and especially Senators in their group to the attention of the Executive Committee so that those
    concerns are heard by the councils. Would the group representatives who are here today please
    stand up?

    “So let me tell you a little about the Faculty Council agendas for the year so that you will be able to
    anticipate the work of the Senate this year. If we expect to pass Class A legislation in this academic
    year, we will need to consider any changes to the Faculty Code, by the second meeting of the winter
    quarter, March 1. I am not going to cover all of them this time; instead, I will spread the discussions
    over to the next meeting as well. The Faculty Council on Faculty Affairs has the heaviest agenda for
    the year. One of their tasks will be to review the operation so far of the Reorganization,
    Consolidation and Elimination of Programs section of Chapter 26 of the Faculty Code. A second task
    for this Council will be to appoint a subcommittee to work with a subcommittee from the Senate
    Committee on Planning and Budgeting on options for salary plans. There has been considerable
    discussion about the 2% policy in the past several years, and although it is clear that we need at
October 26, 2006 Faculty Senate Minutes             2



    least a baseline for ordinary merit, we still lack recognition of growth and excellence over time. A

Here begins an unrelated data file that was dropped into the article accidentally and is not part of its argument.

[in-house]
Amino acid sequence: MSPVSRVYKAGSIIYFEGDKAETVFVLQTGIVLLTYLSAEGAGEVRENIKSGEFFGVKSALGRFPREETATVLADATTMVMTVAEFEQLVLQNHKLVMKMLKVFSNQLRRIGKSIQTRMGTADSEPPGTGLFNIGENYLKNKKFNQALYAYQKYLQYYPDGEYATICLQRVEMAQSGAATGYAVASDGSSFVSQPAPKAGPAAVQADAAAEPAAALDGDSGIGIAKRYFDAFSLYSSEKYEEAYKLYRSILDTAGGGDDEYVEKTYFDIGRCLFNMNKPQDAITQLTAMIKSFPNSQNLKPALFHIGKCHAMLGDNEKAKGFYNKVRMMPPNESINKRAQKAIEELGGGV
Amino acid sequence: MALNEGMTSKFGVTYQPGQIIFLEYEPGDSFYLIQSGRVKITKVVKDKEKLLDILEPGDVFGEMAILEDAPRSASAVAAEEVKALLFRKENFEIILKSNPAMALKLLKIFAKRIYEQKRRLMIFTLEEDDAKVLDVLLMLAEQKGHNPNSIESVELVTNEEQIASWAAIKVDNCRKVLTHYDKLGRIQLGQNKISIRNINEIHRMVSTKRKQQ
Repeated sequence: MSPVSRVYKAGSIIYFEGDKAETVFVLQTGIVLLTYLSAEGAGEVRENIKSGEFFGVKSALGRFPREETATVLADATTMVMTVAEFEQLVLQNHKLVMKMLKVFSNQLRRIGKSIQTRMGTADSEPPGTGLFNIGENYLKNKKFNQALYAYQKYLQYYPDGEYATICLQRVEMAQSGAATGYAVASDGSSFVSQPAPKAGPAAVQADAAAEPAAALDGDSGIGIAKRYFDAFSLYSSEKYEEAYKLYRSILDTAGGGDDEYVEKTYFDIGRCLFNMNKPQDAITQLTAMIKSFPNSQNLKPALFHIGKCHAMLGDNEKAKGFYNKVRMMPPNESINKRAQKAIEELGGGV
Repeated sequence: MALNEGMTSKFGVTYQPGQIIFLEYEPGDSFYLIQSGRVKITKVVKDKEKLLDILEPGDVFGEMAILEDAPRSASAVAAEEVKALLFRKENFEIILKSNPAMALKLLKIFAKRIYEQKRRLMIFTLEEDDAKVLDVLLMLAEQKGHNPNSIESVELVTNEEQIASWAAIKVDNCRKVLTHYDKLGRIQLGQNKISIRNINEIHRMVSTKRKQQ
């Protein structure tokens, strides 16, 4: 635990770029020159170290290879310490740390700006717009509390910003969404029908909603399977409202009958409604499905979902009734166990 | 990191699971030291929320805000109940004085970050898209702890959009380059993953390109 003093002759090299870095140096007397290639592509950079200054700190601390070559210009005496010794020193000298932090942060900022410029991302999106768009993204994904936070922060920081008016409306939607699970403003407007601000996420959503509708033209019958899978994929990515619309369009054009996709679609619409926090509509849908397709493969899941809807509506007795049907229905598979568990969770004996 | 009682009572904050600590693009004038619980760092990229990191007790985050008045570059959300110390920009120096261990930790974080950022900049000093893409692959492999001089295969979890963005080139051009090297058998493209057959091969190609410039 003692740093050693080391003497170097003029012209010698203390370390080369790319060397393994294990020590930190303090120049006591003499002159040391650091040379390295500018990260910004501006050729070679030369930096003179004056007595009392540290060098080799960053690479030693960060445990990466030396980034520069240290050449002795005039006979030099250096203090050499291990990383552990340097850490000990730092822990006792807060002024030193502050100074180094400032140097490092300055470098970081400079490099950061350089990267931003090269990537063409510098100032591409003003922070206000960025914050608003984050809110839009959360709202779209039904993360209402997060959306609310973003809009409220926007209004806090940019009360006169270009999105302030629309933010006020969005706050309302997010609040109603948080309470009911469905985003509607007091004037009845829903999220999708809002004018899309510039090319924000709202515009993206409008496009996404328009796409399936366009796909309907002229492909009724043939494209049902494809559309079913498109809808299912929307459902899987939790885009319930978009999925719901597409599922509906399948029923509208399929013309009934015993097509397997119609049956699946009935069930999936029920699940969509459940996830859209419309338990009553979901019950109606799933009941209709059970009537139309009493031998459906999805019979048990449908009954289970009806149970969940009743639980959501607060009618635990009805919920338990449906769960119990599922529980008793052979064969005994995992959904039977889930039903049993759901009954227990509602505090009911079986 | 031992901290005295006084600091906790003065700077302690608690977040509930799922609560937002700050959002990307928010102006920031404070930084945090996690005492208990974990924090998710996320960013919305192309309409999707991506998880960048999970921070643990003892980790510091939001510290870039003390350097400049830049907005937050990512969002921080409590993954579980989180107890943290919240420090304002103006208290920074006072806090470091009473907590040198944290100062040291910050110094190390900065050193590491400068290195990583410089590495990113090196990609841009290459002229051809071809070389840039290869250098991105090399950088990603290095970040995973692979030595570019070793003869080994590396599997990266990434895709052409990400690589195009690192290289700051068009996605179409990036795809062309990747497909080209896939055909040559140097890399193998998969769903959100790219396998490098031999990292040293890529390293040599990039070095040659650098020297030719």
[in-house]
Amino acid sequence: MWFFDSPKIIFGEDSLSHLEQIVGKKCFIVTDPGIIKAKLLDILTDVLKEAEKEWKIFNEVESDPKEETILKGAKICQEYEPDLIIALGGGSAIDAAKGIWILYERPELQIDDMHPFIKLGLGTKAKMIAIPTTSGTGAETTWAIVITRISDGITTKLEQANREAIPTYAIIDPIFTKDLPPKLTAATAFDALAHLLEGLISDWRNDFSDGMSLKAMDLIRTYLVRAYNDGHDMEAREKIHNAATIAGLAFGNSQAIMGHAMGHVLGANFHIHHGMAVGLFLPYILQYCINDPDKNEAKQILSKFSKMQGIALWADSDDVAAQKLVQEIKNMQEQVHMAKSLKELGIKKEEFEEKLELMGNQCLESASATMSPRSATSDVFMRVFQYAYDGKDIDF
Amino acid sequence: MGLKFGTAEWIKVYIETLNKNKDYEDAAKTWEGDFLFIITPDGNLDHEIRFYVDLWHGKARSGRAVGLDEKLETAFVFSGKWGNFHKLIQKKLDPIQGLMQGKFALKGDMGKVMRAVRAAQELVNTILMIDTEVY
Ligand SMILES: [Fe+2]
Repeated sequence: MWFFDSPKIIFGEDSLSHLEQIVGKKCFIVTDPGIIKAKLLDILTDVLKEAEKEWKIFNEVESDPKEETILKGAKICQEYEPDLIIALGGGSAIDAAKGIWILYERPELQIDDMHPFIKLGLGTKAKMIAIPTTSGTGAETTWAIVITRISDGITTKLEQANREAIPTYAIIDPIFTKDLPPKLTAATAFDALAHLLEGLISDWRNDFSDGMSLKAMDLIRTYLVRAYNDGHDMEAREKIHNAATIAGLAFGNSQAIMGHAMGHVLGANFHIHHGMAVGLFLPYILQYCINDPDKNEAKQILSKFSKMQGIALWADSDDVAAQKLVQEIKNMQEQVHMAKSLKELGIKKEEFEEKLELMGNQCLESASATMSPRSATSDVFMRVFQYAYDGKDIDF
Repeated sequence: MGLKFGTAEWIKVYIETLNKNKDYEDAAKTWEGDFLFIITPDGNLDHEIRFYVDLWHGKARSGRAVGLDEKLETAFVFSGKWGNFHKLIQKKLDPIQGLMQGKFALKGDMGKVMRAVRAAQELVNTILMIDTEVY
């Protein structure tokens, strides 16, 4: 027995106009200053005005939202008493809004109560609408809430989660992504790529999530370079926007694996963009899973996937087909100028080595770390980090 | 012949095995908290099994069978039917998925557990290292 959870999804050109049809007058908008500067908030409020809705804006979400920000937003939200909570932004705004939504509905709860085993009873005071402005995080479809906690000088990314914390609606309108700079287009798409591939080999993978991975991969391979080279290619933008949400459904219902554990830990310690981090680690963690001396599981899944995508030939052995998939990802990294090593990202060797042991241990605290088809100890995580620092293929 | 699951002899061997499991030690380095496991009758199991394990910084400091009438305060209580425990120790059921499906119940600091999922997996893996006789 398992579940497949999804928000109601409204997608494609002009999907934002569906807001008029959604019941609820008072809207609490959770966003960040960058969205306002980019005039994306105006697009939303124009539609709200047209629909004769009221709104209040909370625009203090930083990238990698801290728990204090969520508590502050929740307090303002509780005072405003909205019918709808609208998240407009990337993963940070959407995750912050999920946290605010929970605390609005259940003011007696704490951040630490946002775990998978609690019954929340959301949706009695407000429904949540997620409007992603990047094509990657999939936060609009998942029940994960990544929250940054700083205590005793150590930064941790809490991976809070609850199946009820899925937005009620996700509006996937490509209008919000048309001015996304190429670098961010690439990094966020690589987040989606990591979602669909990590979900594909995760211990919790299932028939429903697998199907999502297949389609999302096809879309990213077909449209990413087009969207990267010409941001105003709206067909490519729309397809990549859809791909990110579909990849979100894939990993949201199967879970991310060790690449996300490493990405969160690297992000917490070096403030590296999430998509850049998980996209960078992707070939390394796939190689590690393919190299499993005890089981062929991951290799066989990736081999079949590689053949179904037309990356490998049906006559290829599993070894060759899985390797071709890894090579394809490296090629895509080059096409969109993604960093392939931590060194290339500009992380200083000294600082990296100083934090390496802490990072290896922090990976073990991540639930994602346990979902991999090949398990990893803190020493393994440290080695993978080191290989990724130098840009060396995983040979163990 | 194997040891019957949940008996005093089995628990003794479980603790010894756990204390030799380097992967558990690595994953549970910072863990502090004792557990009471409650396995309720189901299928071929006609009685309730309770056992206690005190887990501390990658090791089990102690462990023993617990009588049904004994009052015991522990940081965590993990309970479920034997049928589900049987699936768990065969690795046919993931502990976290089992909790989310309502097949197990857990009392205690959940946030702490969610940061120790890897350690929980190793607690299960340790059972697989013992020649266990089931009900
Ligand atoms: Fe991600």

step system, as we used to have, or a system resembling the California system’s steps within ranks
    are among the options this joint subcommittee will consider. A third task for FCFA will be to
    reconsider the position of Secretary of the Faculty. Over the years, the duties of the Secretary have
    inadvertently expanded as our legislation has assigned new tasks to that office. Our current
    secretary of the faculty, Donna Kerr, has been increasingly concerned about “mission creep” in that
    office. Additionally, as the president and I have been discussing, the current process of appointing a
    secretary is considerably unlike the process at our peer universities, where the secretary is often
    elected by the faculty, as Dan Luchtel suggested in his vice chair statement last year. The
    administrative appointment within the Faculty Senate can sometimes be awkward for all concerned.
    So the Faculty Council will review the duties assigned to the secretary, think about how reasonable
    those duties might be, consider other possible configurations, and suggest the best procedure for
    selecting the secretary. That is an enormous load for this Council and we may need to recruit help to
    make sure that all this gets done.

    “In other Faculty Councils, some of the issues we may expect to see include the work of the Faculty
    Council on University Facilities and Services on the faculty’s role in placements into the soon to be
    named University of Washington Tower (formerly the Safeco Tower) and an assessment of the
    impact on the physical campus of the actual plans put forward on the State Route 520 bridge. The
    Tri-campus Council will continue working through issues that affect all three campuses and that effort
    has been enhanced by the presence of administrators from each of the three campuses, Ana Mari